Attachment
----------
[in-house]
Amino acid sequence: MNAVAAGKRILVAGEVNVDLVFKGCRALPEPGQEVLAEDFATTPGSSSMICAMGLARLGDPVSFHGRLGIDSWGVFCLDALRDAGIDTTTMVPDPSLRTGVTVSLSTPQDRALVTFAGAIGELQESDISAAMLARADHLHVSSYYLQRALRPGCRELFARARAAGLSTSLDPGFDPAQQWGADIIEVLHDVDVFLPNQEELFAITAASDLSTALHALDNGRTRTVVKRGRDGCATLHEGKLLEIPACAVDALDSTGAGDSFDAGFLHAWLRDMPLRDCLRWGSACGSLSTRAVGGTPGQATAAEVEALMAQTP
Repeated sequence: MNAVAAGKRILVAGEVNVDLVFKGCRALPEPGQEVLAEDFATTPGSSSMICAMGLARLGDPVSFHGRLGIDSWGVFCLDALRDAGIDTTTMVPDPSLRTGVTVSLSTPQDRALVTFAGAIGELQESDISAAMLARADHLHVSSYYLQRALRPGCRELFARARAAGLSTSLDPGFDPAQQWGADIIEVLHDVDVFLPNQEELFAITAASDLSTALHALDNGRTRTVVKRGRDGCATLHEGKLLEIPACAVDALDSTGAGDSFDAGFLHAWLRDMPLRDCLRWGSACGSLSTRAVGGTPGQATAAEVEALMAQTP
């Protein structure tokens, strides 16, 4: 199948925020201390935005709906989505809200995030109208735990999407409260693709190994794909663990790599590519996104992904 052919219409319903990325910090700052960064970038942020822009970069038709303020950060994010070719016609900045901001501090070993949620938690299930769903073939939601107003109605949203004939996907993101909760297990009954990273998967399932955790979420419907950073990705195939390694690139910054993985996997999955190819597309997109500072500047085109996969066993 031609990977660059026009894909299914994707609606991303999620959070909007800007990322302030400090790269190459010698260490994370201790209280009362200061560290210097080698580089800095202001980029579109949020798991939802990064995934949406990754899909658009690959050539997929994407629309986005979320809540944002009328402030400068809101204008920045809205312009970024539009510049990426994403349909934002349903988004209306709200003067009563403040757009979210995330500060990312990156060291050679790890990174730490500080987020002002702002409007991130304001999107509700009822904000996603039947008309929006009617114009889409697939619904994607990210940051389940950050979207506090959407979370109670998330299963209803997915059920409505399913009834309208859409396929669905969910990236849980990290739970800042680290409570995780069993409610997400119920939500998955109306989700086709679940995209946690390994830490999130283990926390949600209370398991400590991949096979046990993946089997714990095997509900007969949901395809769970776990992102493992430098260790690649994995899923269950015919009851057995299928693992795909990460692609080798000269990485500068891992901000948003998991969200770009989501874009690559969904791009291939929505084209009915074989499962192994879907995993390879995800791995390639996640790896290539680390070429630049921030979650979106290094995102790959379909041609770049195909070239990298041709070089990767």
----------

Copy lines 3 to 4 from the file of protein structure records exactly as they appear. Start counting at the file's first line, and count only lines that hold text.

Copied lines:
Repeated sequence: MNAVAAGKRILVAGEVNVDLVFKGCRALPEPGQEVLAEDFATTPGSSSMICAMGLARLGDPVSFHGRLGIDSWGVFCLDALRDAGIDTTTMVPDPSLRTGVTVSLSTPQDRALVTFAGAIGELQESDISAAMLARADHLHVSSYYLQRALRPGCRELFARARAAGLSTSLDPGFDPAQQWGADIIEVLHDVDVFLPNQEELFAITAASDLSTALHALDNGRTRTVVKRGRDGCATLHEGKLLEIPACAVDALDSTGAGDSFDAGFLHAWLRDMPLRDCLRWGSACGSLSTRAVGGTPGQATAAEVEALMAQTP
């Protein structure tokens, strides 16, 4: 199948925020201390935005709906989505809200995030109208735990999407409260693709190994794909663990790599590519996104992904 052919219409319903990325910090700052960064970038942020822009970069038709303020950060994010070719016609900045901001501090070993949620938690299930769903073939939601107003109605949203004939996907993101909760297990009954990273998967399932955790979420419907950073990705195939390694690139910054993985996997999955190819597309997109500072500047085109996969066993 031609990977660059026009894909299914994707609606991303999620959070909007800007990322302030400090790269190459010698260490994370201790209280009362200061560290210097080698580089800095202001980029579109949020798991939802990064995934949406990754899909658009690959050539997929994407629309986005979320809540944002009328402030400068809101204008920045809205312009970024539009510049990426994403349909934002349903988004209306709200003067009563403040757009979210995330500060990312990156060291050679790890990174730490500080987020002002702002409007991130304001999107509700009822904000996603039947008309929006009617114009889409697939619904994607990210940051389940950050979207506090959407979370109670998330299963209803997915059920409505399913009834309208859409396929669905969910990236849980990290739970800042680290409570995780069993409610997400119920939500998955109306989700086709679940995209946690390994830490999130283990926390949600209370398991400590991949096979046990993946089997714990095997509900007969949901395809769970776990992102493992430098260790690649994995899923269950015919009851057995299928693992795909990460692609080798000269990485500068891992901000948003998991969200770009989501874009690559969904791009291939929505084209009915074989499962192994879907995993390879995800791995390639996640790896290539680390070429630049921030979650979106290094995102790959379909041609770049195909070239990298041709070089990767």